Revenues 2012: $58.986 billion
Revenues 2011: $65.259 billion
|Pfizer CEO Ian Read|
Pfizer ($PFE) has gone through more transmutations than a character in a "Twilight" movie during its first full year without Lipitor exclusivity. It sold off its nutrition business to Nestlé for $11.9 billion. It spun off its animal health operation into Zoetis ($ZTS), picking up $2.2 billion for the 17% share it put on the market. The parsing led to a lot of speculation about Pfizer breaking itself up completely, à la Abbott Laboratories/AbbVie, but CEO Ian Read has said that wouldn't happen anytime soon.
Pfizer also vaporized some $4.5 billion in costs last year from R&D, sales and administration, and intends to cut more this year. Still, all of that could not completely erase the pain of having the world's most profitable product fall before the generic buzzsaw. The cholesterol drug lost 59% of its worldwide sales, 81% in the U.S. From $9.6 billion in 2011, Lipitor could produce only $3.9 in revenue last year, dragging down overall sales and profits, when special items were stripped out.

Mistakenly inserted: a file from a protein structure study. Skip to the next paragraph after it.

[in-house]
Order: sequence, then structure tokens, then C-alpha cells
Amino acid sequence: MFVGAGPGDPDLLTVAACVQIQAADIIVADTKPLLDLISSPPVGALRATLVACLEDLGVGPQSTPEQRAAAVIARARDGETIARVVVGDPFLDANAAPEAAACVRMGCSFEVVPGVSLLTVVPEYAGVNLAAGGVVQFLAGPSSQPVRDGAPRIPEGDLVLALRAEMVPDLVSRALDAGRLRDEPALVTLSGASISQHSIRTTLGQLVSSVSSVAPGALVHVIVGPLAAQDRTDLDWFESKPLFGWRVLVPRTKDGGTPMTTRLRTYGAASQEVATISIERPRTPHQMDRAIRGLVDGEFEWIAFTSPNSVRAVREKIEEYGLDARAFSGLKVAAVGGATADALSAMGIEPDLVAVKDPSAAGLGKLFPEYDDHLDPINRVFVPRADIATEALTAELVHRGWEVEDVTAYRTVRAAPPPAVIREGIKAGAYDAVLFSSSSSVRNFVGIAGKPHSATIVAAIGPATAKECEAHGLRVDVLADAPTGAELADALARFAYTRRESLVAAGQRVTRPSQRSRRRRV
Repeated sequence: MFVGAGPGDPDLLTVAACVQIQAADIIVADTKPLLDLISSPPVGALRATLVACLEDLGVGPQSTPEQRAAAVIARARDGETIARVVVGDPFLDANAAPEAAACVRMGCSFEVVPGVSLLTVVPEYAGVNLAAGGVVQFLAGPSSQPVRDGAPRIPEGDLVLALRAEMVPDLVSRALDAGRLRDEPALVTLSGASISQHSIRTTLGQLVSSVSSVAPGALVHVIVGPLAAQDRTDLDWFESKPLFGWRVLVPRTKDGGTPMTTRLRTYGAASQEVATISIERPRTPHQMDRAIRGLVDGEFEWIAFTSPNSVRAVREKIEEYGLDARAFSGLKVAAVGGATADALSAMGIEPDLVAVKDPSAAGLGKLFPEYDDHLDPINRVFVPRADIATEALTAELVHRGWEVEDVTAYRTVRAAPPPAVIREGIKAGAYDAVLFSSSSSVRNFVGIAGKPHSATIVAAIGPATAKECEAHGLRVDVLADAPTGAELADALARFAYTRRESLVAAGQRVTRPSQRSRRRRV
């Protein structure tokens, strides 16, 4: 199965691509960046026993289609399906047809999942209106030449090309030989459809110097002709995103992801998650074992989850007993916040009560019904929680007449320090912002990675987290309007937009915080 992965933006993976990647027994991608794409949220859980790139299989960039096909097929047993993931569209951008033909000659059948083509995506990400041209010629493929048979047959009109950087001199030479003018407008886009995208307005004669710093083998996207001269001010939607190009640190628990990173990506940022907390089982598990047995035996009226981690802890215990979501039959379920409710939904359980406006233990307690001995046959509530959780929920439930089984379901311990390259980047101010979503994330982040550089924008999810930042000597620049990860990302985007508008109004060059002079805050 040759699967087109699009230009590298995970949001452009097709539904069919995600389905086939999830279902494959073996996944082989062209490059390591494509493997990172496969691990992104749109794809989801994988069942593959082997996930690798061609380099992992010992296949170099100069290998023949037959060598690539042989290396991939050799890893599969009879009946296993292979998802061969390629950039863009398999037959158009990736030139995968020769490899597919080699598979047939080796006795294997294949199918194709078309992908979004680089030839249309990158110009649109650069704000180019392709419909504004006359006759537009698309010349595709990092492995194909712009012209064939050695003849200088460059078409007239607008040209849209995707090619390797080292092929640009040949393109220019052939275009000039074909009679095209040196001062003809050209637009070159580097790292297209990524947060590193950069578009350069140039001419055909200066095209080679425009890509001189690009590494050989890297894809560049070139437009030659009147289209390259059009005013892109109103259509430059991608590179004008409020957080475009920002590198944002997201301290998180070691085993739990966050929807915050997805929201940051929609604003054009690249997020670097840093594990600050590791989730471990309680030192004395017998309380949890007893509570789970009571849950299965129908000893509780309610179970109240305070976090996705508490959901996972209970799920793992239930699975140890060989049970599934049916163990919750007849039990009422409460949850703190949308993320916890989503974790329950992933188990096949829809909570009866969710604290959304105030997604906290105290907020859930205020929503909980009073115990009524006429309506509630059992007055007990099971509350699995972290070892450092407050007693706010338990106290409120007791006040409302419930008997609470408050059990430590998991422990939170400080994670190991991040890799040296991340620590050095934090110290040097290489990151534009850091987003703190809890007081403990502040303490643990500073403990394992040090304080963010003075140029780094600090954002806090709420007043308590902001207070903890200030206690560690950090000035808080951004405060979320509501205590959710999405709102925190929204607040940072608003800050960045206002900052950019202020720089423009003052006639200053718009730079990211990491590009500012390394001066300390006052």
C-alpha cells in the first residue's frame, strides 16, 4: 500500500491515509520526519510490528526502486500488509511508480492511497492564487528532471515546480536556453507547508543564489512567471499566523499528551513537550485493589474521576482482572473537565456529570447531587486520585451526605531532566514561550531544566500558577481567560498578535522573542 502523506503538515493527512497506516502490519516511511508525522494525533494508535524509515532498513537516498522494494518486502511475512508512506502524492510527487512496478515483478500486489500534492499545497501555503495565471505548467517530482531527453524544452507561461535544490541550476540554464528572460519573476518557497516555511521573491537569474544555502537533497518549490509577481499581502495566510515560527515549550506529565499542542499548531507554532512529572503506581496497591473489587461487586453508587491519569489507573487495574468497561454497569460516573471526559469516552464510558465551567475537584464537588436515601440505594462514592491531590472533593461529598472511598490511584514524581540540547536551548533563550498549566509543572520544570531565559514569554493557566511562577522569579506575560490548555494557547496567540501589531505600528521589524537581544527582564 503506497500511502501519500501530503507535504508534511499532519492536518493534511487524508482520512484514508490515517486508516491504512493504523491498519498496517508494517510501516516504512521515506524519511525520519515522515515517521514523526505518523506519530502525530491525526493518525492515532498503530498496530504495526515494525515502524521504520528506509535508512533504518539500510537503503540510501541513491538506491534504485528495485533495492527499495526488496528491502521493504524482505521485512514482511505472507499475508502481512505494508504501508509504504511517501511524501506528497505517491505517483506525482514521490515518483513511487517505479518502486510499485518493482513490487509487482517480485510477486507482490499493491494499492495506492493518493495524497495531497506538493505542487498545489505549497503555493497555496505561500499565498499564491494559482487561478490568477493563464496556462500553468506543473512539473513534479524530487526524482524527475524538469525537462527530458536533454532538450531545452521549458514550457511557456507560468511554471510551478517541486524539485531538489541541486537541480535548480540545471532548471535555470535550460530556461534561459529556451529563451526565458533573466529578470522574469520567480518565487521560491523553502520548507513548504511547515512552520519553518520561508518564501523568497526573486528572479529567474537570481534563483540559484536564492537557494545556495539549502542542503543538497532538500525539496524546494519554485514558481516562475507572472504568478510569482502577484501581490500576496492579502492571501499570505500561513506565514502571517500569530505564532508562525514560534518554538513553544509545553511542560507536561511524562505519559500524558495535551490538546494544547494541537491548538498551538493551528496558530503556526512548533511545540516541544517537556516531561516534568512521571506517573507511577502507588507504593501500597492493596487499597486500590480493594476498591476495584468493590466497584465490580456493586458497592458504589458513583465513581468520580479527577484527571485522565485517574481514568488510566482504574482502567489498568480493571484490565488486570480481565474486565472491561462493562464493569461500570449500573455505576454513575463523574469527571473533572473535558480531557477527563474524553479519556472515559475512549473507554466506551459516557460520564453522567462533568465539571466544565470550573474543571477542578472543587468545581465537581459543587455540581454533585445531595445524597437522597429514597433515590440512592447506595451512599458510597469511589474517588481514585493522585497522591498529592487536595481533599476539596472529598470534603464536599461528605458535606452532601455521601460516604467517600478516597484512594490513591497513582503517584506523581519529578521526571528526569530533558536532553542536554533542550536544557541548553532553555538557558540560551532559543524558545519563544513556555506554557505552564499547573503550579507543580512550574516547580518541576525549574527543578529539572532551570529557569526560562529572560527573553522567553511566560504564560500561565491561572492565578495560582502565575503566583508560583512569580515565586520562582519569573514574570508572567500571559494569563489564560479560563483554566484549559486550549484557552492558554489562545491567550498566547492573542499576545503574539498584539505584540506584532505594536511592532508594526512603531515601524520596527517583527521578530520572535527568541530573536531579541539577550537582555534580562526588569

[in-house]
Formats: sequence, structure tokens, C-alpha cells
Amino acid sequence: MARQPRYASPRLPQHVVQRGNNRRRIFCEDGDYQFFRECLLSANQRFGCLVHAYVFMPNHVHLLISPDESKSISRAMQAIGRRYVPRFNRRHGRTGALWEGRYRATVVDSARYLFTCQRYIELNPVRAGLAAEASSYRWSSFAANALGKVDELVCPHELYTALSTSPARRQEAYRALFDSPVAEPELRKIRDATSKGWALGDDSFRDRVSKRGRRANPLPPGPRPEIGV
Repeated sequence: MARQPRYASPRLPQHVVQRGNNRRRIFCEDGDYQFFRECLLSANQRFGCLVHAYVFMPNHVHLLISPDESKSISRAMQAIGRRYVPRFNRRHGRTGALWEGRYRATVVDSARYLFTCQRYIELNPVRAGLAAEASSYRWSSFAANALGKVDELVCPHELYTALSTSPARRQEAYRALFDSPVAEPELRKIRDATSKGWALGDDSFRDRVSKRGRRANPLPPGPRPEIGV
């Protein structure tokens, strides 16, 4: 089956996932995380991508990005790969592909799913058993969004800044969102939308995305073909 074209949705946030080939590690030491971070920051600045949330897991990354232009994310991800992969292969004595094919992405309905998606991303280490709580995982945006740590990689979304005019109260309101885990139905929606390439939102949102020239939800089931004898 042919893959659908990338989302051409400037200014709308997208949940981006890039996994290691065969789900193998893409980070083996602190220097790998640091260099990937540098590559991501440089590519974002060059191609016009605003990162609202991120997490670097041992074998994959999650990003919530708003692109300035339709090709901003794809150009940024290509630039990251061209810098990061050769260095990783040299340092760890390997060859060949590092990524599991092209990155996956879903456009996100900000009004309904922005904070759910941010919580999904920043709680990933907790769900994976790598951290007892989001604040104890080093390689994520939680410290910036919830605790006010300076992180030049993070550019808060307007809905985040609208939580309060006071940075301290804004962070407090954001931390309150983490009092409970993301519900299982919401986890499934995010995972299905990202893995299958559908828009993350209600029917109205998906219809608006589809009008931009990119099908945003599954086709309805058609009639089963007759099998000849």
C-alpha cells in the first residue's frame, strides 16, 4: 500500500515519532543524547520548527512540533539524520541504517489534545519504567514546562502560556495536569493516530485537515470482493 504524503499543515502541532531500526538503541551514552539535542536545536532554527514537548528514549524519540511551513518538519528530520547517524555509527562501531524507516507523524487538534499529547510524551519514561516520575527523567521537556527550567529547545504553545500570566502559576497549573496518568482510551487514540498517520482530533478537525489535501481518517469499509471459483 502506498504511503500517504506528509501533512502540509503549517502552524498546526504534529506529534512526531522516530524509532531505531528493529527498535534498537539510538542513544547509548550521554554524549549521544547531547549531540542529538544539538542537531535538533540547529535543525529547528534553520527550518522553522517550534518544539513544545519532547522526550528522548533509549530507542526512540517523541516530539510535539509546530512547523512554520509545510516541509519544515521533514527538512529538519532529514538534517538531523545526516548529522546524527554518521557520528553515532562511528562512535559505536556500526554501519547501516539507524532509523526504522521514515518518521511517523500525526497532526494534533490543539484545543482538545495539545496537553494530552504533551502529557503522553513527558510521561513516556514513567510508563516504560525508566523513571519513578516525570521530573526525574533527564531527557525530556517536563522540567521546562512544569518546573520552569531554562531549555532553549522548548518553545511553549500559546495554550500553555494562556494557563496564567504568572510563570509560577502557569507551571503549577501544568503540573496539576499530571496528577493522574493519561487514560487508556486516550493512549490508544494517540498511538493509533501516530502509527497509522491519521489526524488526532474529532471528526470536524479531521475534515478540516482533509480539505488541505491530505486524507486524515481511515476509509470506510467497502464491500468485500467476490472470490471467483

It is not that Pfizer doesn't have blockbusters to rely on, like its pain drug Lyrica and pneumococcal vaccine Prevnar/Prevenar 13. And Pfizer landed 5 new drug approvals in 2012--with the anticoagulant and potential blockbuster Eliquis among them. It also has some promising drugs in the pipeline. Read points to palbociclib (PD-332991) for advanced breast cancer and RN316, a PCSK9 inhibitor for lowering LDL cholesterol, among others. But for this year, Pfizer will still be identified as much by what it isn't anymore, as for what it is. It looks to cut another $1.3 billion out of R&D, as well to continue cuts to sales. The company will kill more jobs on top of the 50,000 lost since 2005.
On the growth side of the equation, Pfizer is looking to emerging markets, and believes the best play there lies with partnerships. It has a joint venture to develop generic drugs with Zhejiang Hisun Pharmaceuticals, and the two have been pushing that one full-tilt. They were in a rush to hire 600 new employees by the end of last year, more than doubling that operation's size to 1,000. Plans are to double again this year by adding another 1,500. Making sure to cover its basis in other areas of China, the company also has a minority stake in Shanghai Pharmaceuticals, a key drug distributor. It hopes that collaboration will help it pump sales of its Prevenar 13 pneumococcal conjugate vaccine in rural China.
Prevenar 13 is already the world's leader in vaccine sales with more than $3.7 billion last year, EvaluatePharma expects it to maintain that top spot through at least 2018, when it projects it will add more than $6.7 billion to Pfizer's top line.
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